Server Group

A server group is a collection of servers that are managed and configured as one. It provide a logical grouping that impacts configuration settings, for example:

  • A profile is assigned to a server group, all server instances in this server group will have the same profile.
  • Applications are deployed and activated only to server groups, applications will be deployed to all server instances in this group.

Server groups are defined in the domain.xml configuration file of the domain controller! A server group require at least a profile and a socket binding group to be created. Then, servers are assigned to the server group inherits its configuration from the server group. For example, if a server group has the default profile, the servers assigned to this server group can’t be clustered because this need the ha or full-ha profiles. On the other hand, you can override some server group configuration for a specific server, for example, jvm parameters.

Server

A server instance runs inside a dedicated Java Virtual Machine (JVM) and runs only application code not management services, I mean comparing to a standalone instance which runs the Management Console and the Management API under the same JVM that runs applications.

In a managed domain, a server instance should be created on one and only one host, and assigned to one and only one server group.

Process controller (not shown in the above schema)

A process running on a host machine that starts host controllers and server instances on that particular machine. In fact, on any one of the machines starting a host controller (with or without domain controller) you should have two processes:
Process Controller

jboss    10281 10200  2 21:47 pts/0    00:00:00 java -D[Process Controller] -server -Xms64m -Xmx512m -XX:MaxMetaspaceSize=256m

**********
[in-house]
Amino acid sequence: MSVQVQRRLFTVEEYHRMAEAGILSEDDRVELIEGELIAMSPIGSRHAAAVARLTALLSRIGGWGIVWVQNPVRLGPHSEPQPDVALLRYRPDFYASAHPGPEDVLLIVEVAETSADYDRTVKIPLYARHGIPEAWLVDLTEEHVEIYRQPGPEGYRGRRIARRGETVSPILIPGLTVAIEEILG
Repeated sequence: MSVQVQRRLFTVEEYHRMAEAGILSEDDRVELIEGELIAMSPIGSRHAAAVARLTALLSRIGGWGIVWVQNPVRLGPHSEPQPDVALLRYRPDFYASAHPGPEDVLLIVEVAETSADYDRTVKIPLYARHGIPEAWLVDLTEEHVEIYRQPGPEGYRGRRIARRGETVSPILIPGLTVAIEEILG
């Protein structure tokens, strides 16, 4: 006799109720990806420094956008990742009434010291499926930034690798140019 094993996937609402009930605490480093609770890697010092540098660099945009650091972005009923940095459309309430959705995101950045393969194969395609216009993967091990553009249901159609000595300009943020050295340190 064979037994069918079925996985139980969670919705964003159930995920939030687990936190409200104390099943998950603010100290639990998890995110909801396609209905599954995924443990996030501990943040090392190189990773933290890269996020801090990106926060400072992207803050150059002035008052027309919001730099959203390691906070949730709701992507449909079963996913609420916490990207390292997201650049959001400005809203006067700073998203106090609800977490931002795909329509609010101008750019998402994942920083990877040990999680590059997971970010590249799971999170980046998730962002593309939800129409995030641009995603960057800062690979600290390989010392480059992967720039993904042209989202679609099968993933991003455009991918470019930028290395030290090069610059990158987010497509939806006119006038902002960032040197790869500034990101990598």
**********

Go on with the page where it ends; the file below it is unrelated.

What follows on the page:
-Djava.net.preferIPv4Stack=true -Djboss.modules.system.pkgs=org.jboss.byteman -Djava.awt.headless=true 
-Dorg.jboss.boot.log.file=/opt/install/master/log/process-controller.log -Dlogging.configuration=file:/opt/install/master/configuration/logging.properties 
-jar /opt/install/eap-7.0.0/jboss-modules.jar -mp /opt/install/eap-7.0.0/modules org.jboss.as.process-controller ..

Host Controller

jboss    10294 10281 18 21:47 pts/0    00:00:04 java -D[Host Controller] -Dorg.jboss.boot.log.file=/opt/install/master/log/host-controller.log 
-Dlogging.configuration=file:/opt/install/master/configuration/logging.properties -server -Xms64m -Xmx512m -XX:MaxMetaspaceSize=256m 
-Djava.net.preferIPv4Stack=true -Djboss.modules.system.pkgs=org.jboss.byteman -Djava.awt.headless=true -jar /opt/install/eap-7.0.0/jboss-modules.jar 
-mp /opt/install/eap-7.0.0/modules org.jboss.as.host-controller ...

CLI and Management Console

The Command Line Interface (CLI) and Management Console are a management tools for a managed domain or standalone server. These tools allow users to connect to the domain controller or a standalone server and execute management operations. I am not going to speak a lot about the management tools, the most important point here is to understand that these tools deal only with the domain controller as shown in the above figure.

Hope that this blog helped you to improve your knowledge on domain architecture in JBoss EAP, in next blogs I will talk more in depth about the domain mode with use cases. Meanwhile, don’t hesitate to ask if you have any question! 😉

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David Diab
David Diab

Consultant